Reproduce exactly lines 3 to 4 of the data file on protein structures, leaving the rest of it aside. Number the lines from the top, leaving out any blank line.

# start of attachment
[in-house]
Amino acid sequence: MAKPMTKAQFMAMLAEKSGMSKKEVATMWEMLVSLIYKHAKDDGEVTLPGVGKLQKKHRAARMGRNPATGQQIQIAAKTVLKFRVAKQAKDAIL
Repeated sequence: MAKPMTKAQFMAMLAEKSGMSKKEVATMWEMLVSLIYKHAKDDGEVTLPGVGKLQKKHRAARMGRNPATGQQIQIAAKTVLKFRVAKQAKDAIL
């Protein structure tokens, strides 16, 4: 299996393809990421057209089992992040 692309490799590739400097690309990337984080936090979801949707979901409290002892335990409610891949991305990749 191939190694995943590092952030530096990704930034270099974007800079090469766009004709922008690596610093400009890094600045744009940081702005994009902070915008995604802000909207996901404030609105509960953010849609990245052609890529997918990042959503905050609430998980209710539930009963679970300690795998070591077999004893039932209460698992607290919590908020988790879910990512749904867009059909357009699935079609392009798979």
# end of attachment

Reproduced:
Repeated sequence: MAKPMTKAQFMAMLAEKSGMSKKEVATMWEMLVSLIYKHAKDDGEVTLPGVGKLQKKHRAARMGRNPATGQQIQIAAKTVLKFRVAKQAKDAIL
């Protein structure tokens, strides 16, 4: 299996393809990421057209089992992040 692309490799590739400097690309990337984080936090979801949707979901409290002892335990409610891949991305990749 191939190694995943590092952030530096990704930034270099974007800079090469766009004709922008690596610093400009890094600045744009940081702005994009902070915008995604802000909207996901404030609105509960953010849609990245052609890529997918990042959503905050609430998980209710539930009963679970300690795998070591077999004893039932209460698992607290919590908020988790879910990512749904867009059909357009699935079609392009798979």